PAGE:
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University of Toronto St. George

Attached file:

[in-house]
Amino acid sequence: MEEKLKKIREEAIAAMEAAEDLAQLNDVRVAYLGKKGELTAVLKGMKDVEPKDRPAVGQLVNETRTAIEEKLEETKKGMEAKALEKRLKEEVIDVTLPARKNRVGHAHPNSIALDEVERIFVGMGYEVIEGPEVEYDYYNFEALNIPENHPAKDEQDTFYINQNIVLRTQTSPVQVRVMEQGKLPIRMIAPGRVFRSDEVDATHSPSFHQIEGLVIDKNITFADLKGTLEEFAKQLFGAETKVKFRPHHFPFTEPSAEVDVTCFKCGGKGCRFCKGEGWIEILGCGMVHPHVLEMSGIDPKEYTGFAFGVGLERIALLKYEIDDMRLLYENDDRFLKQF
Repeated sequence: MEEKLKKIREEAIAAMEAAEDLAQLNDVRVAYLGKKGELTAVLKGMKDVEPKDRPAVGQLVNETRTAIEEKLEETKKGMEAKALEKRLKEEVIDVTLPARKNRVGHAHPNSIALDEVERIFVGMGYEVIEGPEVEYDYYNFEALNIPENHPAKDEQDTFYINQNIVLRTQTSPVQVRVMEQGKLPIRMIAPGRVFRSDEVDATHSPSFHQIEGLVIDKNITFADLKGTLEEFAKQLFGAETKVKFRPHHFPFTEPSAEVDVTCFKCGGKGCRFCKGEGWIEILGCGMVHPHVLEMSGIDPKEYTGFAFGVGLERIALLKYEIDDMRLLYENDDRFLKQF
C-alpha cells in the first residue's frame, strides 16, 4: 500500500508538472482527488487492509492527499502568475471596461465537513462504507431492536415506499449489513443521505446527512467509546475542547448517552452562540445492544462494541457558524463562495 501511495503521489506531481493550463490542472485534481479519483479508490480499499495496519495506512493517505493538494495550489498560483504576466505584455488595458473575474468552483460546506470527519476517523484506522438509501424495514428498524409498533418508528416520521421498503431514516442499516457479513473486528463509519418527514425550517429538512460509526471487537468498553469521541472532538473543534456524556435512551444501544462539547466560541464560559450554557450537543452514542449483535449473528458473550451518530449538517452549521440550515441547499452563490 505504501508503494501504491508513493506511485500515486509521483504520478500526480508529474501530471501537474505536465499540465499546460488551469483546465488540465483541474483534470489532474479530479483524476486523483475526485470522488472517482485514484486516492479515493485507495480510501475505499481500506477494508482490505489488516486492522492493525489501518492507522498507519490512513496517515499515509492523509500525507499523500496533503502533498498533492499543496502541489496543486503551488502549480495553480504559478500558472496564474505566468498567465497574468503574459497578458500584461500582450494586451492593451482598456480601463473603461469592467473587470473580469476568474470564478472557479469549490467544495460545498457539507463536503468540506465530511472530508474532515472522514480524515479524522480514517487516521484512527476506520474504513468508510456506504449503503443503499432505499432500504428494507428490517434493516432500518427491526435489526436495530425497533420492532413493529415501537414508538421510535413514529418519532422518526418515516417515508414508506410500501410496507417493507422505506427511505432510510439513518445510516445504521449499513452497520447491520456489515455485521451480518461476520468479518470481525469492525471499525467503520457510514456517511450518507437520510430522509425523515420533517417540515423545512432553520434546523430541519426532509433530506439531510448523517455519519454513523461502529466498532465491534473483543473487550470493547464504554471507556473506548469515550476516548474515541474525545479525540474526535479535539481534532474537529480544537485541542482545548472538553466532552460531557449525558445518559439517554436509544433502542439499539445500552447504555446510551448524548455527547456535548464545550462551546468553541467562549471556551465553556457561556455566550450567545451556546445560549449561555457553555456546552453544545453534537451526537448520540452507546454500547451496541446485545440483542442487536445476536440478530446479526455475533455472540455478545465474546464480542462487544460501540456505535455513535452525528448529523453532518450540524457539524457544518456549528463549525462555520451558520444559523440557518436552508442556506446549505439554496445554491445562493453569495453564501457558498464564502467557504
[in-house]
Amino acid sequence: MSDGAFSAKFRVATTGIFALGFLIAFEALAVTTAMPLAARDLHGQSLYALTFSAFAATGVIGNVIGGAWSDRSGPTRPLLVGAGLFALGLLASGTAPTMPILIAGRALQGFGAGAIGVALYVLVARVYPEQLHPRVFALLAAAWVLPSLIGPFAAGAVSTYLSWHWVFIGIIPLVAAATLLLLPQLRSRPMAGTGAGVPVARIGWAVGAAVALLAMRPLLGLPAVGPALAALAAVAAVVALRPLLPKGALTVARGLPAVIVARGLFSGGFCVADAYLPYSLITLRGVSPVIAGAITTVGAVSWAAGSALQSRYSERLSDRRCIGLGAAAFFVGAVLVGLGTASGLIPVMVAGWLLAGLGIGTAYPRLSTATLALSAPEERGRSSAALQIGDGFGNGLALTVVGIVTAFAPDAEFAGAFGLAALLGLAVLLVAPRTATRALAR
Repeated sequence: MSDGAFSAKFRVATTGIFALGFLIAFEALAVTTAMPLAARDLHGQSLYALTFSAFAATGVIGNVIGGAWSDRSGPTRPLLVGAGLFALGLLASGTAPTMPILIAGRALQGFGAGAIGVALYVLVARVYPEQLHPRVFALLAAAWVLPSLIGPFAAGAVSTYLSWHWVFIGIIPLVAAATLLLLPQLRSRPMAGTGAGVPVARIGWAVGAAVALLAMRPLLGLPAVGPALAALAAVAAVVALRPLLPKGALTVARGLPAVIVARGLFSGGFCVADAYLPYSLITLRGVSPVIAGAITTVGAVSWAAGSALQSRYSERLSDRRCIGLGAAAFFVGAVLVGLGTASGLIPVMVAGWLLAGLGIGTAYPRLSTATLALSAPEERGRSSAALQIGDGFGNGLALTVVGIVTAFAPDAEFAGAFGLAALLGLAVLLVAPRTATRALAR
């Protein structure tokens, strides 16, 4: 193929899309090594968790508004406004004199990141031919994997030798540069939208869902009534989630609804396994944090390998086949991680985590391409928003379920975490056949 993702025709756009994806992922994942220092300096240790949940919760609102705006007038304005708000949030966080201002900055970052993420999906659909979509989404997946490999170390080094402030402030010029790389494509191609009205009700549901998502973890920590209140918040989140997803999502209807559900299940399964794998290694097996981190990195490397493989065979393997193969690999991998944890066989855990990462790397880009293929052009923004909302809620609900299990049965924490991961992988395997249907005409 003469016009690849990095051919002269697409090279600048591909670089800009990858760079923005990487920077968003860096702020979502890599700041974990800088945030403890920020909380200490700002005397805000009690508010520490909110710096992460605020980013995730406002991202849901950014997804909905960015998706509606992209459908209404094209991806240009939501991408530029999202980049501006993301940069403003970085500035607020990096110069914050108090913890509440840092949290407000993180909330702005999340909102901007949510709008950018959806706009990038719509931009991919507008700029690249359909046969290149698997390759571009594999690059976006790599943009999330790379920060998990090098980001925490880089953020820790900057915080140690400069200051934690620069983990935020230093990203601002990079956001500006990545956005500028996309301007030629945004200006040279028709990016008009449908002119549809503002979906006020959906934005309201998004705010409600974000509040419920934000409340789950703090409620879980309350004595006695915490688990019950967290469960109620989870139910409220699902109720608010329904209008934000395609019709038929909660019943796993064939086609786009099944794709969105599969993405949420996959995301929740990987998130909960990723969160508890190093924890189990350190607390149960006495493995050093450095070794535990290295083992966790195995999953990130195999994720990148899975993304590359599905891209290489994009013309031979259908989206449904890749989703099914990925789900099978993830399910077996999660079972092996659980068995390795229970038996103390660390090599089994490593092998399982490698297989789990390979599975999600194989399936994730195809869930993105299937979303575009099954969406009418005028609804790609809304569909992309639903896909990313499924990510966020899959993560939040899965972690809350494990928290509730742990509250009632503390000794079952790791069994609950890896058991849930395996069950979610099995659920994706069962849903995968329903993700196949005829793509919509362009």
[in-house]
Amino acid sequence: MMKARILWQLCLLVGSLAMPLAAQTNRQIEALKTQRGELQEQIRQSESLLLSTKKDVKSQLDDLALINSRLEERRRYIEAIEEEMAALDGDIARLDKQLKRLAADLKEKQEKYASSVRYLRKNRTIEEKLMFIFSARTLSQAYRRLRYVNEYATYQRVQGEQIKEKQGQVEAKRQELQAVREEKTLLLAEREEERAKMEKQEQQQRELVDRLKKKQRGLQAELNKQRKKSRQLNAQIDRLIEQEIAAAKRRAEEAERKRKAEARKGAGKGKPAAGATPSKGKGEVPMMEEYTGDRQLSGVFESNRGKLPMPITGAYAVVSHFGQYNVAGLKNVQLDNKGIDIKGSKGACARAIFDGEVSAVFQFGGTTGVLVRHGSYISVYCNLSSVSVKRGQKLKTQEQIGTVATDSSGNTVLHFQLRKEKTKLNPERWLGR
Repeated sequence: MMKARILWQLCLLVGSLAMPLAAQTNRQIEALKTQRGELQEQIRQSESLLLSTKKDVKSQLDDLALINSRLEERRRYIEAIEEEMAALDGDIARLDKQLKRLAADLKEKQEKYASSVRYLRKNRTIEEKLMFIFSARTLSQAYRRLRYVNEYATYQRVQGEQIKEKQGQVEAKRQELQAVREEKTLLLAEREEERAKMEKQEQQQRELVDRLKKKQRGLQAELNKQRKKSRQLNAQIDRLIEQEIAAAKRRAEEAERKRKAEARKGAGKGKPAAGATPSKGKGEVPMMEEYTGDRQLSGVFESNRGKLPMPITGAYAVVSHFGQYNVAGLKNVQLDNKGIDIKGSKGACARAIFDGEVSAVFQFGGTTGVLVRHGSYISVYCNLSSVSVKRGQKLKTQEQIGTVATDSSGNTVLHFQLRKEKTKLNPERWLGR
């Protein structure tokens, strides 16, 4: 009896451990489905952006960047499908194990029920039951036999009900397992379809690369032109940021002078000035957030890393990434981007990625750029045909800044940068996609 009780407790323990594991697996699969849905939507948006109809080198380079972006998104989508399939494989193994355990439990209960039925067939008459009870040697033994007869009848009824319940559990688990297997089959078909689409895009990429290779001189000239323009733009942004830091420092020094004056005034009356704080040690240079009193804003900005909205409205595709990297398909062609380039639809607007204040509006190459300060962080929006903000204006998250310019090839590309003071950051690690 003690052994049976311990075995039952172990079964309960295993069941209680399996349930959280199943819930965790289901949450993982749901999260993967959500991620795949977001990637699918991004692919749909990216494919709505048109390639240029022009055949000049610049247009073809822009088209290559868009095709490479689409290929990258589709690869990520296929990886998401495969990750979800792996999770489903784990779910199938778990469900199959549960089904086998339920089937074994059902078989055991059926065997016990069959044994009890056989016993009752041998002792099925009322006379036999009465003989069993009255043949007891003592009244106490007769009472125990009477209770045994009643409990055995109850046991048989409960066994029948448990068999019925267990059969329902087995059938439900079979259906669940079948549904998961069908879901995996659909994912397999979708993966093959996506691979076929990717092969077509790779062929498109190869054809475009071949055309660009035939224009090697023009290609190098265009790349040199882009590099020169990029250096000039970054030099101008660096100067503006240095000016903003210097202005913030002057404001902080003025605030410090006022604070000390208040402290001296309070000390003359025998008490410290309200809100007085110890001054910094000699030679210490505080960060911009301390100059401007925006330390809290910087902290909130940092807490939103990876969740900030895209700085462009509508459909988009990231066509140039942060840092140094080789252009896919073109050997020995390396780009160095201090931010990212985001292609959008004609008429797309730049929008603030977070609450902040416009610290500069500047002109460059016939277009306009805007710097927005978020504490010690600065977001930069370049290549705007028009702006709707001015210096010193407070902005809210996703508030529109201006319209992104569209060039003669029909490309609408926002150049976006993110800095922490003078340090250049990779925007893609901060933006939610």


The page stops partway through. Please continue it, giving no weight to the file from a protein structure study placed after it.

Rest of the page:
STARTING POINTS- LORNE TEPPERMAN CHAPTER 2: MATERIALSETTINGS Demography: the study of human populations- their growth and decline through births, deaths, and migration Environmental geography: the systematic study of the interaction between humans and the surrounding natural world, focusing on the human impact on the environment and vice versa Human capital: a skill or skill set, usually including educational attainment or job-related experiences, that enhances a worker's value on the job; the result of foregoing income and a long-term investment in personal improvement Population composition: the makeup or mix of different social types in a population; for example, the different numbers of men and women, old and young people Population pyramid: a graphic depiction of the age-sex composition of a population Cohort: a set of people with a common origin or starting point; birth cohort- a set of people born in the same year or set of years Human geography: the systematic study of the location of human enterprises and characteristics; for example, health, education, commerce and trade; closely linked to other social sciences like sociology Megacity: a geographic locale with a large concentrated population, sometimes defined as exceeding 5 milion people. Aka megalopolis or megapolis Bedroom suburb: a residential area near a large city that provides housing and services for people who commute each day into the downtown urban area CHAPTER OUTLINE – two main approaches are macroanalytical:functional and critical theories WAYS OF LOOKINGAT... POPULATION FUNCTIONALISM – Thomas Malthus: while the Earth's available food increases additively, population increases exponentially - population increasing exponentially at a constant rate is adding more people every year than it did the year before - there is a real risk a population will grow faster than its food supply will increase - positive checks: increasing the death rate ex) war, famine, pestilence, disease - preventive checks: limiting the number of births ex) abortion, infanticide, delaying marriage etc – carrying capacity: number of people who can be supported by the available resources at a given level of technology – hundreds of million s of mothers are still producing children at the rate of 4 children per mother CRITICALTHEORY'SAPPROACH TO MALTHUS – problems poor countries face today result not from overpopulation but from an unfair and harmful distribution of the world's wealth – famines as a result of improper land use, civil wars etc – famine has not historically been a significant 'positive check' on population size – poverty and inequality contribute to overpopulation also – zero population growth (ZPG); occurs when births are exactly balanced by deathsWAYS OF LOOKINGAT... URBAN LIFE FUNCTIONALISM – some view social problems in the city as resulting naturally from growth and specialization ex) more wealth in the city-> more intense competition for the local resources – others focus on the tendencies of the city that promote social disorganization, weak social controls and consequent deviance and distress – pre-industrial communities were mainly small, rural settlements in which members shared the same experiences and developed similar values, norms and identity - Emile Durkheim called this 'common conscience' - lives of those people were often interconnected in a tight, homogeneous social order-> Durkheim called this 'mechanical solidarity' - by contrast, new urban-industrial society was based on interdependent linked together by 'organic solidarity' - members of this new society were no longer self-sufficient; all were dependent on one another for survival and prosperity – functionalism approach looks for universal laws of social development and for the ways that particular institutions or arrangements like cities help society move to a new equilibrium, with a higher level of functioning CRITIALTHEORY – the theory attribute the urban problems such as homelessness and poverty not to the effects of size, but to the workings of capitalism – cities suffer urban problems because no powerful group is interested in preventing this from happening – critical theorists believe that solving urban problems requires more than housing – the problem of cities is a problem of economic inequality- an unequal distribution of wealth and poverty SYMBOLIC INTERACTIONISM – study how people experience city life on an everyday basis – George Simmel-> cities are so inherently stimulating and quick-paced that to prevent sensory overload, inhabitants need to reduce their sensitivity to events and people around them – symbolic interactionists tend to doubt that everyone in the same structural setting has the same experience – Herbert Gans-> how the meaning of city life varies among groups and subcultures - subculture; group of people who share some cultural traits of the larger society but who as a group also have their own distinctive values, beliefs, norms, style of dress, and behaviour - urban subcultures allow individuals who are otherwise isolated within an impersonal city to form connections with others often their neighbours WAYS OF LOOKINGAT...THE ENVIRONMENT FUNCTIONALISM – everyone is implicated in the pollution of the environment ex) cornucopia view of nature - nature as a storehouse of resources that exists only for the use of humans ex2) growth ethic - this view linked closed with materialism celebrates the imagined ability of technology to easily solve all the problems in the world including those that technology itself caused - things will always get better and therefore encourages us to discard just about everything in favour of the production and consumption of new items ex3) individualism - privileges personal goals and desires over collective interests as driving force of 'tragedy of the commons' (Garrett Hardin); unwelcome result of actions by many self-interested individuals acting independently that taken together deplete a shared limited resource, even though none intended to have this effectCRITICALTHEORY – when environmental problems arise, they hurt the poor more often and more severely than they do the rich – disasters result more often from 'the spread of capitalism and the marginalization of the poor than from the effects of geophysical events' SYMBOLIC INTERACTIONISM – studies how the meanings and thought patterns learned in social interaction affect environmental problems, with a particular focus on how they influence people's perception of these problems – why and how certain environmental problems enter the public consciousness – looks at how environmental polluters manipulate symbols to protect themselves from criticism - many companies use 'greenwashing'; technique involving redesigning and repackaging their products as 'environmentally friendly' or